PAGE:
Everyone seemed to take it up several notches on this record, including Jack who truly came into his own as a producer, guiding us into some really weird and memorable moments.
There’s some particularly experimental moments on your new album. What’s the weirdest instrument or recording technique you used while recording the album?
LK: Luckily we got to record in a space that had like fifty synths and all kinds of guitars and gear available. You’d probably have to ask Jack about the techniques he used, I know he was running basically everything we did through all kinds of pre-amps and reverb units and assorted things that nerds understand. Also tape delay was used a lot which I’m a big fan of using on pretty much everything. But yeah most of the ‘weirdness’ that’s on there would be from the synths we had access to, I don’t know what any of them were called, it was all trial and error.
Any funny stories from making the album that you’d like to share?
LK: No, music is serious.
Do you have a favourite track from the album – why?
JC: My favourite song is the title track Beloved. It’s a powerful number and carries the most emotion for me lyrically and sonically.
LK: Same, I love this song, I had nothing to do with writing it but I had a lot of fun arranging it and I played the bass line which I’m mildly proud of because I think its fairly important to the ‘groove’. If I say so myself.
Approx. six years later and you’re now a live six-piece. What kind of freedom does having additional people in the band give you? Is it easier or harder to work as a larger dynamic?
LK: Personally I get a lot of freedom to just strum chords and focus on trying to sing the harmonies half decently. Having Pat, Caitlyn and Steph taking care of the lead parts on a lot of the songs means I can try to be a bit more focused on rhythm. And they’re all insanely capable of both improvising and sticking to the script, and you need both. The only thing that’s harder about having more people is finding times to meet up to practice.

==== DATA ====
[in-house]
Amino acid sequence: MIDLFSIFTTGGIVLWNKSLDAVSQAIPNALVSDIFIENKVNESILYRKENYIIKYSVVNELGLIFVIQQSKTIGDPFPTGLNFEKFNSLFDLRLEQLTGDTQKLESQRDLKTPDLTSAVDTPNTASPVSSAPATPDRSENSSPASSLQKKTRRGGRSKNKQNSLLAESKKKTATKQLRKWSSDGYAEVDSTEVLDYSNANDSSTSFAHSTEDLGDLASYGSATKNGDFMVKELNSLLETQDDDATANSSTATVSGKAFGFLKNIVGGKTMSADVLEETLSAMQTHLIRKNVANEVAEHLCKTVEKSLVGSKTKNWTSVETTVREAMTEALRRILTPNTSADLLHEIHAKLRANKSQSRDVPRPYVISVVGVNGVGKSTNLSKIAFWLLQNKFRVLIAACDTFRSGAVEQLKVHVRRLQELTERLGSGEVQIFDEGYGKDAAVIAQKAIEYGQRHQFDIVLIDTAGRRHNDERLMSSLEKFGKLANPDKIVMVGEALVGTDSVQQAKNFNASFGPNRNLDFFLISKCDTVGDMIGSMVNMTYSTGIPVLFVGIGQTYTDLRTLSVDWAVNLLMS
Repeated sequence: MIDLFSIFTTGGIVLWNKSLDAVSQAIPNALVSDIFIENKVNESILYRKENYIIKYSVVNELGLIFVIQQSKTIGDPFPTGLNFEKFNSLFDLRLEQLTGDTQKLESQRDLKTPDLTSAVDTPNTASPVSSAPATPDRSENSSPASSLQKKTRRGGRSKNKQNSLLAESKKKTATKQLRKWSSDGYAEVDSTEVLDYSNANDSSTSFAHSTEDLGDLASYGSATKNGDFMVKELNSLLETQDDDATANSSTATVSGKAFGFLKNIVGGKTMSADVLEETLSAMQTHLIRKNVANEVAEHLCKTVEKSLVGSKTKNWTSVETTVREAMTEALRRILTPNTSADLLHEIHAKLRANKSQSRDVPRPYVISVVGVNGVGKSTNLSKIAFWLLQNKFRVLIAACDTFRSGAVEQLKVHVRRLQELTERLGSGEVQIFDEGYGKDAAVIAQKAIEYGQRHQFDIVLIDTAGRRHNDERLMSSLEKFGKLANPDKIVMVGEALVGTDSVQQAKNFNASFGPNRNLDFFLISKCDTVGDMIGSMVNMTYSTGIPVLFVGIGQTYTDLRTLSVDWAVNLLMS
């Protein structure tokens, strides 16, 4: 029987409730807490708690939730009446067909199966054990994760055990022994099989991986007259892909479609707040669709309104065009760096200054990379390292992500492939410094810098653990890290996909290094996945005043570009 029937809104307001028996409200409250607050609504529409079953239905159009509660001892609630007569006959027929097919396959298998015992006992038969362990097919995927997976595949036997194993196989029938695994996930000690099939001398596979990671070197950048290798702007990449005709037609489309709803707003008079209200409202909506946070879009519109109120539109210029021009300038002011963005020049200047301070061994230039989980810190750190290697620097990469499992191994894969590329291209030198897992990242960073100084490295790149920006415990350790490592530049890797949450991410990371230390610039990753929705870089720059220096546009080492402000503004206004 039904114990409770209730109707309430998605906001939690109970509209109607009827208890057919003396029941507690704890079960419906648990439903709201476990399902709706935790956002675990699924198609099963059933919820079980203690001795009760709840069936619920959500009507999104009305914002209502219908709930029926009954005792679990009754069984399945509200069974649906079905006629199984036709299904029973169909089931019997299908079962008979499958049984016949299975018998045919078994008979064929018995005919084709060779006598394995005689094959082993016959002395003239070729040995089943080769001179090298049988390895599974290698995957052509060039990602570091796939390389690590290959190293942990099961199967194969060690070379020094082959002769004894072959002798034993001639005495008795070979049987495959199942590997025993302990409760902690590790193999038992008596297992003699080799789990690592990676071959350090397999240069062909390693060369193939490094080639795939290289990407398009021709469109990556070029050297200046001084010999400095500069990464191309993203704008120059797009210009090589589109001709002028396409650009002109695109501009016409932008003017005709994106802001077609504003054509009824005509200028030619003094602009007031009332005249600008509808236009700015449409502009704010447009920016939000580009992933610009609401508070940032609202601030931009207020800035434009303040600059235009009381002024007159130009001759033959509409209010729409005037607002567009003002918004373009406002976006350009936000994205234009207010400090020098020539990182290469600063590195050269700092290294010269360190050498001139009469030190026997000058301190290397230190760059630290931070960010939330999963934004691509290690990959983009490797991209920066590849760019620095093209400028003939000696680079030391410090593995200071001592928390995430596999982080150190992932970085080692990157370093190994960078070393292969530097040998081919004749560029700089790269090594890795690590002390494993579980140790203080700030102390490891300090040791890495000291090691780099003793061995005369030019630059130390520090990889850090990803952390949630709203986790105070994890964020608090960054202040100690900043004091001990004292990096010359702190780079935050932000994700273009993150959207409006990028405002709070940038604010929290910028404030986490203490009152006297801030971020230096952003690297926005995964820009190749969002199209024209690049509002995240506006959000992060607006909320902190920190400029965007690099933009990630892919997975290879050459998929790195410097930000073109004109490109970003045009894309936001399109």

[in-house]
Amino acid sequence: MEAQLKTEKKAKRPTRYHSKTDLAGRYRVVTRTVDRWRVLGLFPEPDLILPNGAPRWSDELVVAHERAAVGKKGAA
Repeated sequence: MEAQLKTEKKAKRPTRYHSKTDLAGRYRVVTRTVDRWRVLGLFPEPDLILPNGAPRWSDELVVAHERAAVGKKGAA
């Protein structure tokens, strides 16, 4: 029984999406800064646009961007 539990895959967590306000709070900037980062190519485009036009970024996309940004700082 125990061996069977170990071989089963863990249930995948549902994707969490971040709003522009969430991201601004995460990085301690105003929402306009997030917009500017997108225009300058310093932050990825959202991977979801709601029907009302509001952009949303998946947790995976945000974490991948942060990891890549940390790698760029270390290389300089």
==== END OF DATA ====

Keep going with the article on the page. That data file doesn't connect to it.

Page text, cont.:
There’s a couple of nuggets of lyrical wisdom throughout the album. Do you think writing music gets easier with a little bit more life experience under your belt?
JC: To a certain extent I think it gets easier. In some ways I’m in a better, more secure place than I was in writing the first album. On the other hand, I’m probably more prone to over thinking things and generally anxious which can cause a real creative block at times. I’d say my taste in music has broadened over the years, which has definitely influenced my approach to song writing, however I seldom write autobiographical lyrics. I like to keep them pretty universal and open to interpretation.
There’s also a few moments of darkness throughout. Do you find making music is a therapeutic process? A way to better articulate your emotions?
JC: Perhaps more so in our early recordings. Some of those songs recorded in our lounge room in Adelaide were a not so subtle vent about disappointment and heart break. Reflecting back, It’s difficult not hear ‘woe is me’ sad guy desperation. I think it definitely helped sort through some unwanted emotions at the time but these days I’m less drawn to writing in that ‘dear diary’ format. For me just the act of recording and witnessing a good song come to fruition is therapeutic, because it’s one of the purest forms of joy that I can experience as an adult. It doesn’t really get much better than that for me.
How do you want people to feel when they walk away from a Peak Twins show?
LK: Ideally people should be walking away from any show, by any performer, feeling some kind of relief from the punishing reality of their life. Also they should buy an LP.
Finally, you obviously have an ear for music. How do you go on the dance floor?
JC: I can move baby.
LK: Yeah Joel can dance, and I can too because I learnt from him.
Beloved is out now via Our Golden Friend. You know what to do.